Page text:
Russian tennis claims a ‘stunning victory’ after Elena Rybakina’s Wimbledon win

Rybakina was born and raised in Moscow but switched to represent Kazakhstan four years ago.

By Press Association Published: 9 July 2022 - 6.54pm

Elena Rybakina’s Wimbledon win has been hailed as a “stunning victory for Russian tennis” by members of the country’s tennis federation.

Moscow-born Rybakina was only able to compete at the Championships as she switched to representing Kazakhstan for financial reasons four years ago.

Wimbledon organisers banned Russian and Belarusian players following the invasion of Ukraine, partly to avoid the propaganda opportunities should British royalty end up presenting a player from one of those two countries with the trophy.

Wimbledon 2022 – Day Thirteen – All England Lawn Tennis and Croquet Club
Elena Rybakina is presented with the trophy by the Duchess of Cambridge (Zac Goodwin/PA)

But those fears were realised after Rybakina beat Ons Jabeur 3-6 6-2 6-2 on Centre Court and was presented with the Venus Rosewater Dish by the Duchess of Cambridge.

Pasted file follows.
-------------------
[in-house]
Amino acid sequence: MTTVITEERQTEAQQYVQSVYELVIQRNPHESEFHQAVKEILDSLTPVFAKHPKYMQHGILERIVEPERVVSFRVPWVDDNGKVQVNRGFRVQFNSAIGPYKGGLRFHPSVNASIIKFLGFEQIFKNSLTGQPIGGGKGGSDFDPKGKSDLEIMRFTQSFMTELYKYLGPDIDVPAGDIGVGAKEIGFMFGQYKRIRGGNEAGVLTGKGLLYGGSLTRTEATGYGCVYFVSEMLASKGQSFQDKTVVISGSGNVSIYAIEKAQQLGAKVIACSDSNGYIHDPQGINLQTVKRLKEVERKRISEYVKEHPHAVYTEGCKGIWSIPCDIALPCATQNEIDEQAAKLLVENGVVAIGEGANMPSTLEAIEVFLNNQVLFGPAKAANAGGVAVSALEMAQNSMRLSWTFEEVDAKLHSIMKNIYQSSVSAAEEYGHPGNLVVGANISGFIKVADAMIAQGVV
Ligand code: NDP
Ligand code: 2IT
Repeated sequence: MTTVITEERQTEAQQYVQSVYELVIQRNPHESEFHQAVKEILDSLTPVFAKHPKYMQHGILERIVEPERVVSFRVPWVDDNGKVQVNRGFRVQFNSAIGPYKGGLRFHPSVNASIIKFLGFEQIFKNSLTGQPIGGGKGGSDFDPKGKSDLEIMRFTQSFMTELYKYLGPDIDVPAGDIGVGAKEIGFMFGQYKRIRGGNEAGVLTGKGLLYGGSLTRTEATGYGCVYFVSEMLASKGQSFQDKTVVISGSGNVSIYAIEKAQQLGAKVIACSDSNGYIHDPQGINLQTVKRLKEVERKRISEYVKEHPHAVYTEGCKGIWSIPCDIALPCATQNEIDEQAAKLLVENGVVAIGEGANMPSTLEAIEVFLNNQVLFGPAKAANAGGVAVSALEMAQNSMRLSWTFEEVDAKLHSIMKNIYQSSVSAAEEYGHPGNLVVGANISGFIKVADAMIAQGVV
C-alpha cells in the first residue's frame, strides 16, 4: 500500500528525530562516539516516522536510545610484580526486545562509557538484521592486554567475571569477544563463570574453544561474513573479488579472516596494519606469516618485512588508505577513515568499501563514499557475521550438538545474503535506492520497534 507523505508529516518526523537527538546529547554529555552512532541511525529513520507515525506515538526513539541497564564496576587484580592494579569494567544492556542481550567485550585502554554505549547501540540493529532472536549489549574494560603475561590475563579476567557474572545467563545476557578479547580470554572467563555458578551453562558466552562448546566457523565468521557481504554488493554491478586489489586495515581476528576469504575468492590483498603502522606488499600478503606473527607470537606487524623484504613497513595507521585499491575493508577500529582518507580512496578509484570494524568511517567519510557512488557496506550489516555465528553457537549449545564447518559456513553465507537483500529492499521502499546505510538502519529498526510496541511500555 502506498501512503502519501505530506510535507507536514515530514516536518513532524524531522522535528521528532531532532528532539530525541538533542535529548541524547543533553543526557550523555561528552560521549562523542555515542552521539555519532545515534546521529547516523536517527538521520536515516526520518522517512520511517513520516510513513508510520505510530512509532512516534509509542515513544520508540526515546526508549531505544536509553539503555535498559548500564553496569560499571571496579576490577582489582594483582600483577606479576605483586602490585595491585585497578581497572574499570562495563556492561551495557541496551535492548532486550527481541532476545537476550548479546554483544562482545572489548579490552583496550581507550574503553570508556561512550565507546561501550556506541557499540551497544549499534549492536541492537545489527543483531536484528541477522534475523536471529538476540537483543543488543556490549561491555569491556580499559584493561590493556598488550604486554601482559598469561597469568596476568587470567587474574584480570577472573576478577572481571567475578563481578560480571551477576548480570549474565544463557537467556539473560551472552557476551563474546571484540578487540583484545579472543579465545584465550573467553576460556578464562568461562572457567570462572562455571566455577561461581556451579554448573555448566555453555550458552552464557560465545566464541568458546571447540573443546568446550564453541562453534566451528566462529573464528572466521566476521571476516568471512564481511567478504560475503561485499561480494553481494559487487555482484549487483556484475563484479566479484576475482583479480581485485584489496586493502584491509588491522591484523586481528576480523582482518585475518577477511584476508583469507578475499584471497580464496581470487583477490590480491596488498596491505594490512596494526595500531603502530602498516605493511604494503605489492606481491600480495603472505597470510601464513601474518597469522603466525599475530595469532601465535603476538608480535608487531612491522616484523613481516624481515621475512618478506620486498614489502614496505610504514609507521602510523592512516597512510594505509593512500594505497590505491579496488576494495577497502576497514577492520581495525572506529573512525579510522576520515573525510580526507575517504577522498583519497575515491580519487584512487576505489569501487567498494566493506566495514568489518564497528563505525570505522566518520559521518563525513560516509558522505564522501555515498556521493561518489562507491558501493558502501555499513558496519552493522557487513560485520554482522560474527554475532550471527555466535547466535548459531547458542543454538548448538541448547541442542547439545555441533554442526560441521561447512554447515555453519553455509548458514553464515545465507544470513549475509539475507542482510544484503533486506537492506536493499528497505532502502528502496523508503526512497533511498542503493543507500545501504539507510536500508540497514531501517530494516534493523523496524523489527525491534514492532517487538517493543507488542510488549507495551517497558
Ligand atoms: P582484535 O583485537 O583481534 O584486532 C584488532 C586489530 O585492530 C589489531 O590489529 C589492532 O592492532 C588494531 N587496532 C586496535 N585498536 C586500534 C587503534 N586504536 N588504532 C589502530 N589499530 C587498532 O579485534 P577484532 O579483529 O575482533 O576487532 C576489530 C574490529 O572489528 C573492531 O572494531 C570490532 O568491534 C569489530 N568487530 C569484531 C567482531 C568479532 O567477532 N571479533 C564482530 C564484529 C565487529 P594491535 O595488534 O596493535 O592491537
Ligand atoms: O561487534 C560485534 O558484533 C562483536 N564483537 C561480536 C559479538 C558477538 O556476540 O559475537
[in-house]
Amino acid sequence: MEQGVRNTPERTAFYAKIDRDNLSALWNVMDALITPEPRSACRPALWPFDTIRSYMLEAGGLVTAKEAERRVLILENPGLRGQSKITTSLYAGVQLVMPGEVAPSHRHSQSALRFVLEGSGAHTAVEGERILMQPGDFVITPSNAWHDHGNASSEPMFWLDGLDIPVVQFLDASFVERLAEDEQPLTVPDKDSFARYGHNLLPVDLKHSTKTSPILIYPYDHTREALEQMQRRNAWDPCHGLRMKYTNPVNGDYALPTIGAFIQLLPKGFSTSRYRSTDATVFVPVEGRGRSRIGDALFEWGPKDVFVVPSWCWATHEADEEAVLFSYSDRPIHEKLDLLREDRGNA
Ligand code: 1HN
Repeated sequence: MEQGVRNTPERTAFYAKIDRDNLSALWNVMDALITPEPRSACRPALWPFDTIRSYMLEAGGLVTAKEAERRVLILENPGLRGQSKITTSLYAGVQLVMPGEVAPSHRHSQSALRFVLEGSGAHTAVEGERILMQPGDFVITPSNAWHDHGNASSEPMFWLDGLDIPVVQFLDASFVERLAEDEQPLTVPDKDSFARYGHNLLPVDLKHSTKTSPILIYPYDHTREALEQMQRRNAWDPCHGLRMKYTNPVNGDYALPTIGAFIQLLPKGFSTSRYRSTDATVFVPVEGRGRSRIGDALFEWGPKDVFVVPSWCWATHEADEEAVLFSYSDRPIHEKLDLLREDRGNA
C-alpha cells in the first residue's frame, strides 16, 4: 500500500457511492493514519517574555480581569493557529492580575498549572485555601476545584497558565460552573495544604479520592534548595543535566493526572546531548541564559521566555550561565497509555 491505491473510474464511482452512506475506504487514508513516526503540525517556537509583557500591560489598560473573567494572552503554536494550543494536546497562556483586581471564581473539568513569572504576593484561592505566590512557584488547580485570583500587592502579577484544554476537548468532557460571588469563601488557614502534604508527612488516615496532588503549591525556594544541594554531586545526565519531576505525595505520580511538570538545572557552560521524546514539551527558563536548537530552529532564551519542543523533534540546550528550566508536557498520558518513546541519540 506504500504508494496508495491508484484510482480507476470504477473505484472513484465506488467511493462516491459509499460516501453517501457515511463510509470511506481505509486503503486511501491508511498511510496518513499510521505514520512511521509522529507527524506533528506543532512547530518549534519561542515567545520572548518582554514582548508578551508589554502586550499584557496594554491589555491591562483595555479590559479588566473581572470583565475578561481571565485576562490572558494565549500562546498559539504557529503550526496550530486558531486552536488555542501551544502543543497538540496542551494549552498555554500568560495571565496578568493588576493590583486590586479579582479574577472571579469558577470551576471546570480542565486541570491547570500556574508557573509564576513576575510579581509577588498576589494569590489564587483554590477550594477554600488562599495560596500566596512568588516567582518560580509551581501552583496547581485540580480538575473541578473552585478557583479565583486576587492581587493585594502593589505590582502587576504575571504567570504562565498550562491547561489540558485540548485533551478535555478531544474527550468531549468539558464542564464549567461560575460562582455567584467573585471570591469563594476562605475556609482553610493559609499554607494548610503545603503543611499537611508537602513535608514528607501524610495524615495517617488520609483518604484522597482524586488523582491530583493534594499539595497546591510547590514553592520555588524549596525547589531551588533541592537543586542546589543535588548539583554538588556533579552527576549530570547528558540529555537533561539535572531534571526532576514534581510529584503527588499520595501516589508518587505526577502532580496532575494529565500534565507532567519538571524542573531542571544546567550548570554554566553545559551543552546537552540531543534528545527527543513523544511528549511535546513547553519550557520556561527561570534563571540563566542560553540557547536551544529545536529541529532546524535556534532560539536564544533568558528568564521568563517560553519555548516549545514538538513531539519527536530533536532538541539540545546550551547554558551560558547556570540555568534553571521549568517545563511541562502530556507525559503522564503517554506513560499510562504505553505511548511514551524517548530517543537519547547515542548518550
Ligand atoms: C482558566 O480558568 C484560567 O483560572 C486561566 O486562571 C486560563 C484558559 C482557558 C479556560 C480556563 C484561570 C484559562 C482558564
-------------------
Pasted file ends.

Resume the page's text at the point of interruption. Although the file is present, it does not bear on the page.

The president of the Russian Tennis Federation, Shamil Tarpischev, told Russian news agency TASS: “Our school won Wimbledon – it’s nice, it’s from Moscow.

“It turned out that again our country is in favour in London, tomorrow I will… congratulate her.”

Rybakina, 23, has frequently been asked about her Russian roots over the past fortnight and has repeatedly insisted she is happy representing Kazakhstan.

Elena Rybakina celebrates victory over Ons Jabeur
Elena Rybakina celebrates victory over Ons Jabeur (John Walton/PA)

But coach and RTF member Vladimir Kamelzon told TASS: “A stunning victory for Russian tennis at Wimbledon, contrary to everything that was organised against the Russians.

“Rybakina is a unique girl, fantastic, purely Russian, the education of a Russian school. This is an achievement primarily of Russia.”

Rybakina was asked if she was concerned Russia would politicise her victory.

She answered: “I don’t know. For me, as I said on the previous interviews, I’m playing for Kazakhstan for a very, very long time. I represent (the country) in the biggest tournaments, Olympics, which was a dream come true.

“I don’t know what’s going to happen. I mean, it’s always some news, but I cannot do anything about this.”

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